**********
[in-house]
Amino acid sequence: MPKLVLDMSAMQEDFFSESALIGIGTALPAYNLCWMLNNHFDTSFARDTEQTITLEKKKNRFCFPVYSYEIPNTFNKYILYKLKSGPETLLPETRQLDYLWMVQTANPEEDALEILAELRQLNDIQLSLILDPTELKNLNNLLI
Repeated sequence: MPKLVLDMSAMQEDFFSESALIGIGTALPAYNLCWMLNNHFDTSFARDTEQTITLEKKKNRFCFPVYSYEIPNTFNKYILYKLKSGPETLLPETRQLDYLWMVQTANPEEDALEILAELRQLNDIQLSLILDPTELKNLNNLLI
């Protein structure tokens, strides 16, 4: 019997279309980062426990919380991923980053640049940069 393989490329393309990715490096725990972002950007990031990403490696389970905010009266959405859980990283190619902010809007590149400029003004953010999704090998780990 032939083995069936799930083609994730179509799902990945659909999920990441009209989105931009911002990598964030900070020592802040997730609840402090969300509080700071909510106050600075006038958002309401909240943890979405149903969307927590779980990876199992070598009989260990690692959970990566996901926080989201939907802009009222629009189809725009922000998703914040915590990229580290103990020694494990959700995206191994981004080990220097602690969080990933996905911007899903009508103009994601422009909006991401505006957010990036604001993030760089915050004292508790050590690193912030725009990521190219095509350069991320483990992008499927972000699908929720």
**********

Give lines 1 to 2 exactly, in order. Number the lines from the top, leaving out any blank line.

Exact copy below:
[in-house]
Amino acid sequence: MPKLVLDMSAMQEDFFSESALIGIGTALPAYNLCWMLNNHFDTSFARDTEQTITLEKKKNRFCFPVYSYEIPNTFNKYILYKLKSGPETLLPETRQLDYLWMVQTANPEEDALEILAELRQLNDIQLSLILDPTELKNLNNLLI